This crazy, crushing COVID-19 year is ending with lots of activity on the craft beverage scene. A new cidery has opened in the Fairview area, a brewery in Mars Hill is working to build its business, and a popular Asheville taproom has shut down for winter to protect customers and crew from the virus.
The new Barn Door Ciderworks has opened with its line of traditional barrel-aged ciders on tap and in bottles, plus beer, wine and small bites. It’s operated by Katie Moore and her partner Dan Fowler, who is also the cidermaker.
Before opening, they produced cider sold at Fairview’s Turgua Brewing Co. Fowler has been making cider for about 40 years, mostly for family and friends.
“The cider that we make is much more traditional,” Moore says. Apples are sourced locally and pressed on-site. Barn Door’s four current house ciders include no added juice, sugar or concentrates, are fermented to be dry rather than sweet and aged for long periods of time. “The ciders that we have right now are all over a year old,” she says.
Moore and Fowler intend to primarily sell their ciders out of the Barn Door tasting room.
An old downtown movie house in Mars Hill is finding new life as a brewery. The Mars Theatre has become the second location of Chimney Rock-based Hickory Nut Gorge Brewery.
According to Merri Fretwell, who owns the brewery with her husband, Marc Fretwell, brewing began earlier this year with Dean Atkinson and Jamie Piastuch turning out English-style beers.
Seating has been installed in both the upper and lower levels of the building, which she says dates to 1947 and was built into the side of a hill. Most of the business has been inside, but with almost 4,000 square feet of space, there’s plenty of room for customers to spread out.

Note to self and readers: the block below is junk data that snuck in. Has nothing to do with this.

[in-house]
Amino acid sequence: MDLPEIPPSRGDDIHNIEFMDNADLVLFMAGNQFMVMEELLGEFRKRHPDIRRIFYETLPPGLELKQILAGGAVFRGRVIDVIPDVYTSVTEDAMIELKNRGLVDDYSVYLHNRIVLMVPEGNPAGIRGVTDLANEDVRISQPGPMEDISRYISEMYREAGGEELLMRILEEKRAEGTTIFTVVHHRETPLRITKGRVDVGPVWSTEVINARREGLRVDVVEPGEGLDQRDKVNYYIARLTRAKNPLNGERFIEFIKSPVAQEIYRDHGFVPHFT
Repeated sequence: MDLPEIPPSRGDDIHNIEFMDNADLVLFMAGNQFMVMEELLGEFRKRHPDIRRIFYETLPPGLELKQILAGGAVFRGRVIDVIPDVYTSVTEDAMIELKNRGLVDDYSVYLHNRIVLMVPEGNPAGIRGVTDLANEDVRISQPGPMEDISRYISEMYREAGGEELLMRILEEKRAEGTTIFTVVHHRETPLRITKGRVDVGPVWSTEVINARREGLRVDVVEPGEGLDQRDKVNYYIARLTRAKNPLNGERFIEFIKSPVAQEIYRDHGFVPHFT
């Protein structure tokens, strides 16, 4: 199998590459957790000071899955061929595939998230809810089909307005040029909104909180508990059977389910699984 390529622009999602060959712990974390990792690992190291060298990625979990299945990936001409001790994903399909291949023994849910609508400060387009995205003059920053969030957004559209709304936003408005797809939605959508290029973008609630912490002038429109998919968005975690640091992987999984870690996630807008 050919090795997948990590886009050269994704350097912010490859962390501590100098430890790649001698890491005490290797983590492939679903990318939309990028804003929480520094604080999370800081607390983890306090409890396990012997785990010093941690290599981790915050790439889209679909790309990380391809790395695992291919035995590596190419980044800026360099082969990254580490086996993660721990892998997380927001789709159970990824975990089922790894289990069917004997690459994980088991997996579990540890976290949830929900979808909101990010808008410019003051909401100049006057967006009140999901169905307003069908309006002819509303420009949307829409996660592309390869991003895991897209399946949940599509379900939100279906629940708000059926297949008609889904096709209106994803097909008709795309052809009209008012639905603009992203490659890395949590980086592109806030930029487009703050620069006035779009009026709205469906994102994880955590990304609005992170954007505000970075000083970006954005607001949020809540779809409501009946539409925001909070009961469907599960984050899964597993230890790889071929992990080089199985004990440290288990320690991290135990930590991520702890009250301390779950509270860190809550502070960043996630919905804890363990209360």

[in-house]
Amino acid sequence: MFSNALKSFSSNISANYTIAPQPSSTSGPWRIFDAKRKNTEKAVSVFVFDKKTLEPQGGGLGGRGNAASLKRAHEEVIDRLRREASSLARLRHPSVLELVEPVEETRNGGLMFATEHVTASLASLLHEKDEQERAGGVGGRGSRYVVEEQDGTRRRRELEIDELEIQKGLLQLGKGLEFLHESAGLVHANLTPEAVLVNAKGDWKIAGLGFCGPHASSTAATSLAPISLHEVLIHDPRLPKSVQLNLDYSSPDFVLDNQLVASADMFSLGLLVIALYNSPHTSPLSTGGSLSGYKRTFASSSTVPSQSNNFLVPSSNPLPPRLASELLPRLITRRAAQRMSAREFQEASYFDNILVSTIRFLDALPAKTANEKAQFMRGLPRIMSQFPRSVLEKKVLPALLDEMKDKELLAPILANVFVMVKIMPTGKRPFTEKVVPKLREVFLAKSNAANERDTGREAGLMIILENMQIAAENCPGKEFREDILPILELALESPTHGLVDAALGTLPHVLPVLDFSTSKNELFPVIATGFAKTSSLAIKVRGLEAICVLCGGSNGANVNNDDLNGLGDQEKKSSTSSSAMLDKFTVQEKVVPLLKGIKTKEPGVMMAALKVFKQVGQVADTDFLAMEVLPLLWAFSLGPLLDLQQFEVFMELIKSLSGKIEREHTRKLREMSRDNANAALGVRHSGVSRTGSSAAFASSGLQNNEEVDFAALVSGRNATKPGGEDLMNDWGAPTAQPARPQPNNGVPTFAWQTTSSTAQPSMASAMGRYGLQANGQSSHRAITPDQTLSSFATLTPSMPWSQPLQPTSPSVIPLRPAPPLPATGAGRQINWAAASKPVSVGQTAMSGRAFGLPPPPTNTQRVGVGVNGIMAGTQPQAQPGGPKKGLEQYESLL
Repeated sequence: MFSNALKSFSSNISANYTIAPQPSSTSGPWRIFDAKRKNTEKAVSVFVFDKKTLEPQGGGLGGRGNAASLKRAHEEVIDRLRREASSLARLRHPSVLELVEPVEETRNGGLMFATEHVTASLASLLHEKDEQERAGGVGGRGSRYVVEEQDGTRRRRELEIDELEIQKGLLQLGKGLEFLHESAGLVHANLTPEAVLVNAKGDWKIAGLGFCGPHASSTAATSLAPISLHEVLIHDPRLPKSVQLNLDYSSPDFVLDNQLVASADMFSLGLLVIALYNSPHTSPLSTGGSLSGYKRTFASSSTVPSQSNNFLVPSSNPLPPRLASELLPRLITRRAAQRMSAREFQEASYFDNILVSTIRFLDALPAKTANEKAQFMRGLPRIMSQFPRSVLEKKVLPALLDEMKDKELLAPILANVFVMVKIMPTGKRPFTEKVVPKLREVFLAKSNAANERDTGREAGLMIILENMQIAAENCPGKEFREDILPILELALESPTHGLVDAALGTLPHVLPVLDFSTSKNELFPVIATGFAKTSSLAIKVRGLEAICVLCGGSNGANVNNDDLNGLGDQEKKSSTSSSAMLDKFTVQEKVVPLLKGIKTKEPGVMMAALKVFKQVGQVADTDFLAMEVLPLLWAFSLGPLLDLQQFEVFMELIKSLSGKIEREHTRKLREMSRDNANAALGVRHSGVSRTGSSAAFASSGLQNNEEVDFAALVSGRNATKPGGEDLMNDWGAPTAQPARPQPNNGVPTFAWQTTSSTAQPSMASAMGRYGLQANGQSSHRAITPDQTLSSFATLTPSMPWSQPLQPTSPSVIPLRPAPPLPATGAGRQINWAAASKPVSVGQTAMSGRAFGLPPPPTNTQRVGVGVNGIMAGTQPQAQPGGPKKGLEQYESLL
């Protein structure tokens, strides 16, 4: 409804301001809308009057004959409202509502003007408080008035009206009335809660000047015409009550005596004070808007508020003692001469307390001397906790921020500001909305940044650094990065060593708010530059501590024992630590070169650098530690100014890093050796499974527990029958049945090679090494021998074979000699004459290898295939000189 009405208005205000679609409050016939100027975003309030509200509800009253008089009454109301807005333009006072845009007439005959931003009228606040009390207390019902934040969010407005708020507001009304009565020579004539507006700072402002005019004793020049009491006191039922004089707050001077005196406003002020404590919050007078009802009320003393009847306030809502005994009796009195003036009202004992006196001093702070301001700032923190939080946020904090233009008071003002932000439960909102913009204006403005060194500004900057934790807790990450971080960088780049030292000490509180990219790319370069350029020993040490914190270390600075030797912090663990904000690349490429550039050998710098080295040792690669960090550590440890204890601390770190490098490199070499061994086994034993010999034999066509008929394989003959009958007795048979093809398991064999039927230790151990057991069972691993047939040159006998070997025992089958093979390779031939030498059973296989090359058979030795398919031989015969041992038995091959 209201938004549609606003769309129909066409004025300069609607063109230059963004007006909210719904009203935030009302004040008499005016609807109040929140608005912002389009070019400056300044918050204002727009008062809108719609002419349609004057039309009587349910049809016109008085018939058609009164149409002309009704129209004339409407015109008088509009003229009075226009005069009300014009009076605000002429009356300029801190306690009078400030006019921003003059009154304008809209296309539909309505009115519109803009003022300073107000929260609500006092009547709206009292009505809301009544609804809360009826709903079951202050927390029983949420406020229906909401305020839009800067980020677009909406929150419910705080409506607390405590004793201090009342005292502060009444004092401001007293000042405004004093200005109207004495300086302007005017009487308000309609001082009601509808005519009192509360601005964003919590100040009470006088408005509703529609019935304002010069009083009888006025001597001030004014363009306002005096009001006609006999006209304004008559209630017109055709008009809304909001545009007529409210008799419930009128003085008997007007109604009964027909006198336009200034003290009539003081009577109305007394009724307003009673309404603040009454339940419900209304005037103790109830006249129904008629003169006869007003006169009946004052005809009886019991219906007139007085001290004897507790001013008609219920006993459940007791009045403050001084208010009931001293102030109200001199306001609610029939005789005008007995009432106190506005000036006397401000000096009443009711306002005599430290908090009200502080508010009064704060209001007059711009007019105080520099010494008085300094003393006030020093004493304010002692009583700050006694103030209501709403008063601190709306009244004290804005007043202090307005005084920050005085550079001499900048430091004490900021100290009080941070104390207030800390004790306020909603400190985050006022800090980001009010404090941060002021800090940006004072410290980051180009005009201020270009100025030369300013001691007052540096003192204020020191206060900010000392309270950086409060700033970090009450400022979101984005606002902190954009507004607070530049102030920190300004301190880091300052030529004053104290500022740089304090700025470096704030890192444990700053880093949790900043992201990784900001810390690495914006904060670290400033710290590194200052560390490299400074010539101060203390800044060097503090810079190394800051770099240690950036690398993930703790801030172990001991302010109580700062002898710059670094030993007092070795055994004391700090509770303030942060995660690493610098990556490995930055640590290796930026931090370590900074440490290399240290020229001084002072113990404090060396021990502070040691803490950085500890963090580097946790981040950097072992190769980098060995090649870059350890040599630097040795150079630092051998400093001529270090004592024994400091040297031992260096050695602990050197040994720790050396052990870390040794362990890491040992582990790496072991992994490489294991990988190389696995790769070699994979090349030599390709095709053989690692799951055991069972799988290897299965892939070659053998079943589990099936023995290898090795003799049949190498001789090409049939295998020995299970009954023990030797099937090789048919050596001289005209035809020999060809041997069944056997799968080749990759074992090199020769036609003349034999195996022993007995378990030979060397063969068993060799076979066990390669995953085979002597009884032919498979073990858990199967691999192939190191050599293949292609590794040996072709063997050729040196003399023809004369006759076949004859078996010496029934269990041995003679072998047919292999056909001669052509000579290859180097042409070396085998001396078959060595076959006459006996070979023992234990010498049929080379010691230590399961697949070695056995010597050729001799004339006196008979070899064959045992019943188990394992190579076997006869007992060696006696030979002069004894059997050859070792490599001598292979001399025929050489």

Once it’s responsible to do so, the Fretwells plan to purchase a new projector and resume screening films.
East side hiatus
Highland Brewing Co., Asheville’s first craft brewery, is temporarily closing its tasting room as COVID-19 cases to grow in Buncombe County and across North Carolina. Curbside pickup will resume on Wednesday, Jan. 6, and full reopening will occur at a later date.
In a company statement, President Leah Wong Ashburn notes that colder winter weather has made outdoor seating impractical, and management is concerned about keeping its customers and visitors safe. Like many other area breweries, Highland dealt with a bout of COVID-19 when a member of the hospitality staff tested positive in the fall.
“We made this decision to temporarily close out of care for the health and safety of our team,” Ashburn says. “All of our hospitality team members will receive support during this closure including paid time off and shifts available to focus on taproom improvement projects, training courses, and supporting other departments.”